The project “Glass PCB – Development of a Multilayer Circuit Board Based on Thin Glass” will be funded by the Central Innovation Program SME (ZIM) of the Federal Ministry of Economics and Technology (BMWi) until the middle of 2014.
Lena Bennefeld | Electronic Circuit Board Based o
Dresdner scientists print tomorrow’s world
08.02.2017 | Fraunhofer-Institut für Werkstoff- und Strahltechnik IWS
New technology for mass-production of complex molded composite components
23.01.2017 | Evonik Industries AG
Astronomers from Bonn and Tautenburg in Thuringia (Germany) used the 100-m radio telescope at Effelsberg to observe several galaxy clusters. At the edges of these large accumulations of dark matter, stellar systems (galaxies), hot gas, and charged particles, they found magnetic fields that are exceptionally ordered over distances of many million light years. This makes them the most extended magnetic fields in the universe known so far.
The results will be published on March 22 in the journal „Astronomy & Astrophysics“.
Galaxy clusters are the largest gravitationally bound structures in the universe. With a typical extent of about 10 million light years, i.e. 100 times the...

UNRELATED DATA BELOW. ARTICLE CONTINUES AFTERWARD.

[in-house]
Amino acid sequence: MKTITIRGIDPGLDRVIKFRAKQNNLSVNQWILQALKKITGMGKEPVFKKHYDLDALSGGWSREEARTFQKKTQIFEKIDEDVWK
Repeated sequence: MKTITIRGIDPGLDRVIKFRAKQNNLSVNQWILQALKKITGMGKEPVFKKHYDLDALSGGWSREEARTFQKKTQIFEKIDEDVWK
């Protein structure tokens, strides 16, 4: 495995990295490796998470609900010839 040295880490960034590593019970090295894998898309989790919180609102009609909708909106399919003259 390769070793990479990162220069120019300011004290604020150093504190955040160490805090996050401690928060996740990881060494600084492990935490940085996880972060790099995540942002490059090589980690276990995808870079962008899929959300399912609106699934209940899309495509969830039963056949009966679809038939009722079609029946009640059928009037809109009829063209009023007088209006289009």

Researchers at the Goethe University Frankfurt, together with partners from the University of Tübingen in Germany and Queen Mary University as well as Francis Crick Institute from London (UK) have developed a novel technology to decipher the secret ubiquitin code.
Ubiquitin is a small protein that can be linked to other cellular proteins, thereby controlling and modulating their functions. The attachment occurs in many...
In the eternal search for next generation high-efficiency solar cells and LEDs, scientists at Los Alamos National Laboratory and their partners are creating...
Silicon nanosheets are thin, two-dimensional layers with exceptional optoelectronic properties very similar to those of graphene. Albeit, the nanosheets are less stable. Now researchers at the Technical University of Munich (TUM) have, for the first time ever, produced a composite material combining silicon nanosheets and a polymer that is both UV-resistant and easy to process. This brings the scientists a significant step closer to industrial applications like flexible displays and photosensors.
Silicon nanosheets are thin, two-dimensional layers with exceptional optoelectronic properties very similar to those of graphene. Albeit, the nanosheets are...
Enzymes behave differently in a test tube compared with the molecular scrum of a living cell. Chemists from the University of Basel have now been able to simulate these confined natural conditions in artificial vesicles for the first time. As reported in the academic journal Small, the results are offering better insight into the development of nanoreactors and artificial organelles.
Enzymes behave differently in a test tube compared with the molecular scrum of a living cell. Chemists from the University of Basel have now been able to...
20.03.2017 | Event News
14.03.2017 | Event News
07.03.2017 | Event News
24.03.2017 | Materials Sciences
24.03.2017 | Physics and Astronomy
24.03.2017 | Physics and Astronomy